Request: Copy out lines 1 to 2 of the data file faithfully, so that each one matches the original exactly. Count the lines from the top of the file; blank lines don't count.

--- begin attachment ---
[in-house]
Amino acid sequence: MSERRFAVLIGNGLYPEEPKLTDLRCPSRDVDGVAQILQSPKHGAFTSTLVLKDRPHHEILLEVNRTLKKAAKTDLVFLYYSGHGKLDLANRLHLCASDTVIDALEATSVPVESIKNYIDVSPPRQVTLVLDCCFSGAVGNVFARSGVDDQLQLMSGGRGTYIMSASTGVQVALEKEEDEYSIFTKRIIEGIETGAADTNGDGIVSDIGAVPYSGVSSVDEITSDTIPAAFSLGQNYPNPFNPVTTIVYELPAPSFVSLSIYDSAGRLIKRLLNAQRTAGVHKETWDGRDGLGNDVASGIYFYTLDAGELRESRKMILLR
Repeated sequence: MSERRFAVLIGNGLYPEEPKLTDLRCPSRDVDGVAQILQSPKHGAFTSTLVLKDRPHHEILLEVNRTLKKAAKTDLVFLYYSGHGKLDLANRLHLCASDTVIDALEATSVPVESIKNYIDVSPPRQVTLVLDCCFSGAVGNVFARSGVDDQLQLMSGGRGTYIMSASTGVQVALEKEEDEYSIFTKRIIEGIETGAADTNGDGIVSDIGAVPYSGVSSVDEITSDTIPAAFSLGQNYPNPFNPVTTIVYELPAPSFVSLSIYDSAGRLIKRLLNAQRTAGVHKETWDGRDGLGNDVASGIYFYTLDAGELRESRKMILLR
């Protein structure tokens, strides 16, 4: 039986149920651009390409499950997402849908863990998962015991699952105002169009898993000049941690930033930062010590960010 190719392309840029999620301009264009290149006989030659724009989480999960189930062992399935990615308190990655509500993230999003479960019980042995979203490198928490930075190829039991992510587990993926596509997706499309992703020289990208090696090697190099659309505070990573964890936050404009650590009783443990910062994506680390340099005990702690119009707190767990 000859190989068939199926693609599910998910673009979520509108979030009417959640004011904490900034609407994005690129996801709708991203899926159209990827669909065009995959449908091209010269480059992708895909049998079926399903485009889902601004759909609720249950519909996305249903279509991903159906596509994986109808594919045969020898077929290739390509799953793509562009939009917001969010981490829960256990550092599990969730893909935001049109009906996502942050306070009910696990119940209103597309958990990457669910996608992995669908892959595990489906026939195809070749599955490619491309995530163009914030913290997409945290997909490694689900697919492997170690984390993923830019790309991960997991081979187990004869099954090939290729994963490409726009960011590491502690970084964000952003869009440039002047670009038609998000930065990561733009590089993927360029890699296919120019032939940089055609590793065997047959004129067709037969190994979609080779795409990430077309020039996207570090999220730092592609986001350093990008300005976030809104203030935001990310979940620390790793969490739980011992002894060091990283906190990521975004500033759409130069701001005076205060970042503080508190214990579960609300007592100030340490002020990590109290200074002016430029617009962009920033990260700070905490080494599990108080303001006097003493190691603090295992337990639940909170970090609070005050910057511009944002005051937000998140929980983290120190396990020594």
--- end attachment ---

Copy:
[in-house]
Amino acid sequence: MSERRFAVLIGNGLYPEEPKLTDLRCPSRDVDGVAQILQSPKHGAFTSTLVLKDRPHHEILLEVNRTLKKAAKTDLVFLYYSGHGKLDLANRLHLCASDTVIDALEATSVPVESIKNYIDVSPPRQVTLVLDCCFSGAVGNVFARSGVDDQLQLMSGGRGTYIMSASTGVQVALEKEEDEYSIFTKRIIEGIETGAADTNGDGIVSDIGAVPYSGVSSVDEITSDTIPAAFSLGQNYPNPFNPVTTIVYELPAPSFVSLSIYDSAGRLIKRLLNAQRTAGVHKETWDGRDGLGNDVASGIYFYTLDAGELRESRKMILLR